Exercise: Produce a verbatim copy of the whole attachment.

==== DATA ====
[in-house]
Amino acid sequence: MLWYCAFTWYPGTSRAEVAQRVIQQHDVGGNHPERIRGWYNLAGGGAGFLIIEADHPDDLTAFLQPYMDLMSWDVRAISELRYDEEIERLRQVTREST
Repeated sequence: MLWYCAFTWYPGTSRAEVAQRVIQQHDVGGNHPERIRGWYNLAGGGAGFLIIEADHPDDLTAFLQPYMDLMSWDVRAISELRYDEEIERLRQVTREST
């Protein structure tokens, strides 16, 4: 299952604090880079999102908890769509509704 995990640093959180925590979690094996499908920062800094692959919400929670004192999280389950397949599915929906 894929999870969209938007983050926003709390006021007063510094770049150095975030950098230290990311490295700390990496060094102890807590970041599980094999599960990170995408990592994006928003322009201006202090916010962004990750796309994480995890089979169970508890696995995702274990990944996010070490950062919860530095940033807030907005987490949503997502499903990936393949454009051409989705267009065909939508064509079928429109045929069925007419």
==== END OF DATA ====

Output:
[in-house]
Amino acid sequence: MLWYCAFTWYPGTSRAEVAQRVIQQHDVGGNHPERIRGWYNLAGGGAGFLIIEADHPDDLTAFLQPYMDLMSWDVRAISELRYDEEIERLRQVTREST
Repeated sequence: MLWYCAFTWYPGTSRAEVAQRVIQQHDVGGNHPERIRGWYNLAGGGAGFLIIEADHPDDLTAFLQPYMDLMSWDVRAISELRYDEEIERLRQVTREST
């Protein structure tokens, strides 16, 4: 299952604090880079999102908890769509509704 995990640093959180925590979690094996499908920062800094692959919400929670004192999280389950397949599915929906 894929999870969209938007983050926003709390006021007063510094770049150095975030950098230290990311490295700390990496060094102890807590970041599980094999599960990170995408990592994006928003322009201006202090916010962004990750796309994480995890089979169970508890696995995702274990990944996010070490950062919860530095940033807030907005987490949503997502499903990936393949454009051409989705267009065909939508064509079928429109045929069925007419």